Read about different genes that are linked to hereditary cancer, their associated risks and guidelines for screening, preventing and treating cancers in people with inherited mutations in these genes.
Cancer risks in people with an inherited APC mutation
Without surgery, almost all people with FAP will develop colorectal cancer in their lifetime, often before age 40. The estimated lifetime cancer risks for people with FAP are listed below. People with the attenuated form of FAP (AFAP) may have lower lifetime risks for cancer, and the degree of risk depends on the severity of their polyp history. Importantly, these risks do not apply to people who have the specific APC variant I1307K. See below for the specific cancer risks in people with that variant.
|Cancer type||Estimated lifetime risk
(to age 80) with FAP
|Average lifetime risk in the general population||Average age of onset with FAP|
|Colon cancer without colectomy||Close to 100%||4.1%||39 years (median)|
|Colon cancer after colectomy||
|Duodenum or periampullary cancer||<1-10%||50-52 years|
|Small bowel cancer (beyond the duodenum)||<1%||0.3%||43 years|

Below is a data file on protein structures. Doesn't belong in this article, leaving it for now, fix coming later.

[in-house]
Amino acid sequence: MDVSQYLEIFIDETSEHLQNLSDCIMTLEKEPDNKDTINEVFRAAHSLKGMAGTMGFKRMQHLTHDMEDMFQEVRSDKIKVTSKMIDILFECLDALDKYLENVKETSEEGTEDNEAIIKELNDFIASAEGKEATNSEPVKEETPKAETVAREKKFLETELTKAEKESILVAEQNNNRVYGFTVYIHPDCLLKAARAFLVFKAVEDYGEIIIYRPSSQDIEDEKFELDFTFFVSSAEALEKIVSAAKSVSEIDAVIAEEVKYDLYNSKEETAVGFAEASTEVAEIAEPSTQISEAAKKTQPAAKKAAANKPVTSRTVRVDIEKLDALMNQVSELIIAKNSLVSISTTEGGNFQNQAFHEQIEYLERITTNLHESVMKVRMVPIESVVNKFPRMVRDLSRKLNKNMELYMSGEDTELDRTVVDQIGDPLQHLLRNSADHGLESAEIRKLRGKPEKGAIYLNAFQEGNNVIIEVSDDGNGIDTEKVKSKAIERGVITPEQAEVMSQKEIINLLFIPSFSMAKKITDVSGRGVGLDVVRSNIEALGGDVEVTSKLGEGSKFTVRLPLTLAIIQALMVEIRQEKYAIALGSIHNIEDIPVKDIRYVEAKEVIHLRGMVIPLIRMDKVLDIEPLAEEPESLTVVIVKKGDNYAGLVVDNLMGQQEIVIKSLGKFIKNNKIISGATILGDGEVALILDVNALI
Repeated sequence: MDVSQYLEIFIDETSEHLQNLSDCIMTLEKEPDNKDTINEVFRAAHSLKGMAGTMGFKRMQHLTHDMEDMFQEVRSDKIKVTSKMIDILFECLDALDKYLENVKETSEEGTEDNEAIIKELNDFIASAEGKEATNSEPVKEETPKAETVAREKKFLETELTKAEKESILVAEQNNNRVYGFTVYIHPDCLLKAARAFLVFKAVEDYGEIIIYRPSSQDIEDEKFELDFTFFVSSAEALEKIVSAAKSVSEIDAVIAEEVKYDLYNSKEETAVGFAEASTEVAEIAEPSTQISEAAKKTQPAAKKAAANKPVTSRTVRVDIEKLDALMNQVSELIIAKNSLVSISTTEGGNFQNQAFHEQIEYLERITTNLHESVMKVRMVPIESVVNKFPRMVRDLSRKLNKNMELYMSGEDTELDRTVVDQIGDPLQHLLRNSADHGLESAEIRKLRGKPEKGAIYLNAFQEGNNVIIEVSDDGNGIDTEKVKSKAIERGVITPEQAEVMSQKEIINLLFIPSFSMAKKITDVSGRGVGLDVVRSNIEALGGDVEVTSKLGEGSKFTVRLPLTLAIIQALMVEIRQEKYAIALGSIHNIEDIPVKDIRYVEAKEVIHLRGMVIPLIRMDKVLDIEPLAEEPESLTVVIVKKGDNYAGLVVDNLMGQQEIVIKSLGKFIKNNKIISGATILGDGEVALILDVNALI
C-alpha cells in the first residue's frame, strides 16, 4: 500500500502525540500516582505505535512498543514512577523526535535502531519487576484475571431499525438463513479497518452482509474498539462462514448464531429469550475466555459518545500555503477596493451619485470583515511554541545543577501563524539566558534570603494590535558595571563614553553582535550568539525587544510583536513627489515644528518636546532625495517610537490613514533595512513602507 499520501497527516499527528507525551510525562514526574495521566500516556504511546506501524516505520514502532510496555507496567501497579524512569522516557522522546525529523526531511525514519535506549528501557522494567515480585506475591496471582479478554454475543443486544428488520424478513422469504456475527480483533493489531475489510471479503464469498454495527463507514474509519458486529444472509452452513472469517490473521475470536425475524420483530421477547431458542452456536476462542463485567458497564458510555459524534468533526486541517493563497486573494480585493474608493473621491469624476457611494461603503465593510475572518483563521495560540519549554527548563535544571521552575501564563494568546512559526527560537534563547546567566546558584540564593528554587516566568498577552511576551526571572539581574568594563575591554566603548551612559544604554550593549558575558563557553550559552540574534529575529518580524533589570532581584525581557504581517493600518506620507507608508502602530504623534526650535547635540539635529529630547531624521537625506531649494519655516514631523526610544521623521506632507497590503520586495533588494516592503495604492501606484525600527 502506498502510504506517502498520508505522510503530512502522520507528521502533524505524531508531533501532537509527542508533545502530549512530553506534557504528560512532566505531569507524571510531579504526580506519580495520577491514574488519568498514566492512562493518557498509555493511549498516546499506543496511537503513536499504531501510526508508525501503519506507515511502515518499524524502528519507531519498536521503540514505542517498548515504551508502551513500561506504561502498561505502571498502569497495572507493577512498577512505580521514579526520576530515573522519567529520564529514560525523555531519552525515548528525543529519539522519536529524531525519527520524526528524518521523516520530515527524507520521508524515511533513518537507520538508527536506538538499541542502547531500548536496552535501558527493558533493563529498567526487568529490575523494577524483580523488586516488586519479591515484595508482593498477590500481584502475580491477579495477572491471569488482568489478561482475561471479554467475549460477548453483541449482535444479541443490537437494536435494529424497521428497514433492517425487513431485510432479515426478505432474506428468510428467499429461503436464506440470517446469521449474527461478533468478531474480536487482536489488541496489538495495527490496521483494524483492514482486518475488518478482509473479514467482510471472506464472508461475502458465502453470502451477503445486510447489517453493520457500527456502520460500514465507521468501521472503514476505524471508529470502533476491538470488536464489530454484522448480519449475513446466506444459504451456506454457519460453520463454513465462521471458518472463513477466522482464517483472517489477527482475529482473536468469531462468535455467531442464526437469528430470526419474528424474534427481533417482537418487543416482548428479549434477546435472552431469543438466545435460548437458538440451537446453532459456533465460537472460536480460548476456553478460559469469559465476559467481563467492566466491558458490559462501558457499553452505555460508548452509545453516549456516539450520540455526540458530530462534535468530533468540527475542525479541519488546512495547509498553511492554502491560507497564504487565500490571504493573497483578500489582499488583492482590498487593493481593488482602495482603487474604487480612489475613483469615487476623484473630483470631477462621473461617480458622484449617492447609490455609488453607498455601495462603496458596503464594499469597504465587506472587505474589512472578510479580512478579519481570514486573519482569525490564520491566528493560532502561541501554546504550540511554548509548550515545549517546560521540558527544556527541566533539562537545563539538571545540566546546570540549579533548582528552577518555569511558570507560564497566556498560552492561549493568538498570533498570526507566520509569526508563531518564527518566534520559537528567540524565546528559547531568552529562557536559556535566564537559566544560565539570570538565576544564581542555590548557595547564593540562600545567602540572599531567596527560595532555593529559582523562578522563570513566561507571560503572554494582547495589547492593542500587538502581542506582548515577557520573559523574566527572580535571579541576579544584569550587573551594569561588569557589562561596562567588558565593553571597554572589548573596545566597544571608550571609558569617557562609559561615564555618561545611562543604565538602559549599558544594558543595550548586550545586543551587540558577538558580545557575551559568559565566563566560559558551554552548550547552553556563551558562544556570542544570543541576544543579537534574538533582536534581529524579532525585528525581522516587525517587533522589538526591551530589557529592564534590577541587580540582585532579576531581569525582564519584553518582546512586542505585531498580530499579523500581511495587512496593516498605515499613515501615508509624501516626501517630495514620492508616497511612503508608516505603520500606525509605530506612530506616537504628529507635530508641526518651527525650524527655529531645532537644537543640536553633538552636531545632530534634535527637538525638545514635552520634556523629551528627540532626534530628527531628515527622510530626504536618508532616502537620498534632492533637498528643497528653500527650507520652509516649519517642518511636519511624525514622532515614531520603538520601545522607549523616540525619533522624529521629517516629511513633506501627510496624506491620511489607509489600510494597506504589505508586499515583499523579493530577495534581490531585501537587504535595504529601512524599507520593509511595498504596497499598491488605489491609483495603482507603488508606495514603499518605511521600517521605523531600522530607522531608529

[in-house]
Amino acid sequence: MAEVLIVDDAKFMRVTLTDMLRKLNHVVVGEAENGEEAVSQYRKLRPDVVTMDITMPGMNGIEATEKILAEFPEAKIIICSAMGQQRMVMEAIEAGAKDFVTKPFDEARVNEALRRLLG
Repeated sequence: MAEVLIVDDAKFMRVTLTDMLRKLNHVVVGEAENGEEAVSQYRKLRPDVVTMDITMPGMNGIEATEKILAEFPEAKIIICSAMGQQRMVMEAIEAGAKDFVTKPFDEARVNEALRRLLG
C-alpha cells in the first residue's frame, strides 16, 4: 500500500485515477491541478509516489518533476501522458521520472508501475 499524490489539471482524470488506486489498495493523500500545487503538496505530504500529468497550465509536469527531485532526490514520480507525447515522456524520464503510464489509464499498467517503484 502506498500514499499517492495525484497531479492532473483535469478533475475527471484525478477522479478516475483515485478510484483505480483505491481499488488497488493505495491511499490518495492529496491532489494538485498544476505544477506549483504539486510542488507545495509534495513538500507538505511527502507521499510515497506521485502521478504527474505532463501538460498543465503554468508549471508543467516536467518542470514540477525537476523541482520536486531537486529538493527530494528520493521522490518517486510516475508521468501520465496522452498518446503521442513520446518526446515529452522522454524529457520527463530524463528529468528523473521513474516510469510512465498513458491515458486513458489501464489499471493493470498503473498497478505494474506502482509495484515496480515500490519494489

|Thyroid (mostly papillary thyroid carcinoma)||1.2-12%||1.2%||26-44 years|
|Intra-abdominal desmoid tumors||10 - 24% (more common with mutations at the 3' end of the gene)||Rare||31-33 years|
|Brain/CNS (mostly medulloblastoma)||1%||0.6%||18 years|
|Hepatoblastoma||0.4-2.5% (usually before age 5)||Very rare||18-33 months|
|People with an I1307K variant in the APC gene do not develop FAP. Unlike people with FAP, people with the APC variant I1307K have only a slightly elevated risk for colorectal cancer above the general population. The lifetime risk for colorectal cancer with this variant is estimated to be about 8-10%. The I1307K variant is not known to increase risk for other cancers.|